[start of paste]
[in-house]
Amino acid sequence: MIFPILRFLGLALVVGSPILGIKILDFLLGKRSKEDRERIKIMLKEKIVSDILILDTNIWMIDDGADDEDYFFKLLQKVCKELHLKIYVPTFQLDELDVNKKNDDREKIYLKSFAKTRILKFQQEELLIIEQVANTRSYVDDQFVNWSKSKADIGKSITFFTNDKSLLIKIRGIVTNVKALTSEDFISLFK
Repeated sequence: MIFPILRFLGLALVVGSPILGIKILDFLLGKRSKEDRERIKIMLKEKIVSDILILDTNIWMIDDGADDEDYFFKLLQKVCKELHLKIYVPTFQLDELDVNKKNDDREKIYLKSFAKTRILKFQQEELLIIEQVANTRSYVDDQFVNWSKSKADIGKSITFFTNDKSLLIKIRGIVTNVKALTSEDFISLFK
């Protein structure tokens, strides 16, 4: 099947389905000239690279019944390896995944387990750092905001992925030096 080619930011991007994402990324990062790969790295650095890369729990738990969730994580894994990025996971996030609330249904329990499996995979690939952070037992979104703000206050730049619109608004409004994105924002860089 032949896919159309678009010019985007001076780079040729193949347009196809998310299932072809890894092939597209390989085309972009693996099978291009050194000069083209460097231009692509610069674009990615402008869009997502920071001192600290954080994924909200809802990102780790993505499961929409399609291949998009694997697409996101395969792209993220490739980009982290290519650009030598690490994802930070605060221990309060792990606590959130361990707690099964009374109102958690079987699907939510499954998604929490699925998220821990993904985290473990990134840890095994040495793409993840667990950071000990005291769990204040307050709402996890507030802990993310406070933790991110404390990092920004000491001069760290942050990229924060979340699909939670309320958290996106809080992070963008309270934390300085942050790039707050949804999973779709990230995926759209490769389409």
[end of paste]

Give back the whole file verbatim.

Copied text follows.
[in-house]
Amino acid sequence: MIFPILRFLGLALVVGSPILGIKILDFLLGKRSKEDRERIKIMLKEKIVSDILILDTNIWMIDDGADDEDYFFKLLQKVCKELHLKIYVPTFQLDELDVNKKNDDREKIYLKSFAKTRILKFQQEELLIIEQVANTRSYVDDQFVNWSKSKADIGKSITFFTNDKSLLIKIRGIVTNVKALTSEDFISLFK
Repeated sequence: MIFPILRFLGLALVVGSPILGIKILDFLLGKRSKEDRERIKIMLKEKIVSDILILDTNIWMIDDGADDEDYFFKLLQKVCKELHLKIYVPTFQLDELDVNKKNDDREKIYLKSFAKTRILKFQQEELLIIEQVANTRSYVDDQFVNWSKSKADIGKSITFFTNDKSLLIKIRGIVTNVKALTSEDFISLFK
């Protein structure tokens, strides 16, 4: 099947389905000239690279019944390896995944387990750092905001992925030096 080619930011991007994402990324990062790969790295650095890369729990738990969730994580894994990025996971996030609330249904329990499996995979690939952070037992979104703000206050730049619109608004409004994105924002860089 032949896919159309678009010019985007001076780079040729193949347009196809998310299932072809890894092939597209390989085309972009693996099978291009050194000069083209460097231009692509610069674009990615402008869009997502920071001192600290954080994924909200809802990102780790993505499961929409399609291949998009694997697409996101395969792209993220490739980009982290290519650009030598690490994802930070605060221990309060792990606590959130361990707690099964009374109102958690079987699907939510499954998604929490699925998220821990993904985290473990990134840890095994040495793409993840667990950071000990005291769990204040307050709402996890507030802990993310406070933790991110404390990092920004000491001069760290942050990229924060979340699909939670309320958290996106809080992070963008309270934390300085942050790039707050949804999973779709990230995926759209490769389409």